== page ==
Do any of these seem familiar?

self handicapping strategies
Self-Handicapping Strategies

How true is this of you?

  • Some students put off doing their math work until the last minute. Then if they don’t do well, they can say that is the reason.
  • Some students purposely don’t try hard in math. Then if they don’t do well, they can say it’s because they didn’t try.
  • Some students fool around the night before a math test. Then if they don’t do well, they can say that is the reason. How true is this of you?
  • Some students purposely get involved in lots of activities. Then if they don’t do well in math, they can say it is because they were involved in other things.
  • Some students let their friends keep them from paying attention during math or from doing their math homework. Then if they don’t do well, they can say their friends kept them from working.
  • Some students look for reasons to keep them from studying much (not feeling well, having to help their parents, taking care of a brother or sister).
perceived classroom performance focused goal structure
Perceived Classroom Performance-Focused Goal Structure
  • My teacher points out those students who get good grades in math as an example to all of us.
  • My teacher lets us know which students get the highest scores on a math test.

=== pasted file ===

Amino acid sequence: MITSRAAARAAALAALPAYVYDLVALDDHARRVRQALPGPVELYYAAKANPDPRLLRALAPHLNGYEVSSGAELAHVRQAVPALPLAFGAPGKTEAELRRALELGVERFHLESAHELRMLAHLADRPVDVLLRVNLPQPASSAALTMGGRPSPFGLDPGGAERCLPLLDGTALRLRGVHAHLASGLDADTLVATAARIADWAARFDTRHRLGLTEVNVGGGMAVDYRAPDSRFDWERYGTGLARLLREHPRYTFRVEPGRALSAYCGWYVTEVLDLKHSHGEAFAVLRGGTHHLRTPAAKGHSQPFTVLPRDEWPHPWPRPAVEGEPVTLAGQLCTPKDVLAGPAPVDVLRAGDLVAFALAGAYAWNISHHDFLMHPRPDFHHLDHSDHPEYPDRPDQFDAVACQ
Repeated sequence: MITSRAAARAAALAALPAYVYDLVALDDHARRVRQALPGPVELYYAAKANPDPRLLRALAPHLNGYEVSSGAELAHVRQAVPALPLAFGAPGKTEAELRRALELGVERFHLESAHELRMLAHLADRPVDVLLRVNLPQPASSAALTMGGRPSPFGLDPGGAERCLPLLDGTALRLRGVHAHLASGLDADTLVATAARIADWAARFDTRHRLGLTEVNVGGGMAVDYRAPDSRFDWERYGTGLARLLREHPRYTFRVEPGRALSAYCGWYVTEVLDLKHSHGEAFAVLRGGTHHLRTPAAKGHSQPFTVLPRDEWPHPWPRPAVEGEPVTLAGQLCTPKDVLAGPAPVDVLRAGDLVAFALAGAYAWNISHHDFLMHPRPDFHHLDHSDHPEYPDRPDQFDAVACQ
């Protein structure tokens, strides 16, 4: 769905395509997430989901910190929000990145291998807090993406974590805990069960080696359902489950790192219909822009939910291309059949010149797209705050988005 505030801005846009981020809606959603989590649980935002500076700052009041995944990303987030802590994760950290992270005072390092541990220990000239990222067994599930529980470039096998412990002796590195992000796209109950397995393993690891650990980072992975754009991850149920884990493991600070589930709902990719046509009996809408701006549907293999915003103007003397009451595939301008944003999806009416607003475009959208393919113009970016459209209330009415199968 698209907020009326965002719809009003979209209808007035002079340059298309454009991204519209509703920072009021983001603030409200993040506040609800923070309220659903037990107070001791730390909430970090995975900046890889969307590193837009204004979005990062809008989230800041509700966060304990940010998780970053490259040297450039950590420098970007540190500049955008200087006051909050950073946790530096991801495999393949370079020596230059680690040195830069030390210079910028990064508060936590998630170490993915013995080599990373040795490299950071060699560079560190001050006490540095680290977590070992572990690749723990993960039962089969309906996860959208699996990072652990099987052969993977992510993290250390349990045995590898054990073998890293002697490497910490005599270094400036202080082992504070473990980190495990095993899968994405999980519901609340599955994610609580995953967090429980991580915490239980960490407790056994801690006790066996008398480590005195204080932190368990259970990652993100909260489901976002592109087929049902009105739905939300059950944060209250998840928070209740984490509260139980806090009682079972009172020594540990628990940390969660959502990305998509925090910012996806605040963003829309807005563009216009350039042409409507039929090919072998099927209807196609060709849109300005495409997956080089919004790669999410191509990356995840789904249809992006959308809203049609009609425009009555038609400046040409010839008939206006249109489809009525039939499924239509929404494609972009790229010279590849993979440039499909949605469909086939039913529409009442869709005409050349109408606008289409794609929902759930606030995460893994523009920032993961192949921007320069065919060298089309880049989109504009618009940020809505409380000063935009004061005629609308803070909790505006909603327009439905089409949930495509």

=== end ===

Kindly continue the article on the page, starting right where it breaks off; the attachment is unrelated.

• My teacher tells us how we compare in math with other students.
  • My teacher makes it obvious when certain students are not doing well on their math work.
  • My teacher lets us know if we do worse in math than most of the other students in the class.
perceived classroom master focused goal structure
Perceived Classroom Master-Focused Goal Structure
  • My teacher thinks mistakes are okay as long as we are learning.
  • My teacher wants us to understand our math work, not just memorize it.
  • My teacher really wants us to enjoy learning new things in math.
  • My teacher gives us time to really explore and understand new ideas in math.
  • My teacher encourages us to find unusual ways to solve math problems.
how might you use these ideas to improve your classroom discourse
How might you use these ideas to improve your classroom discourse?

How might specific math talk moves increase classroom discourse?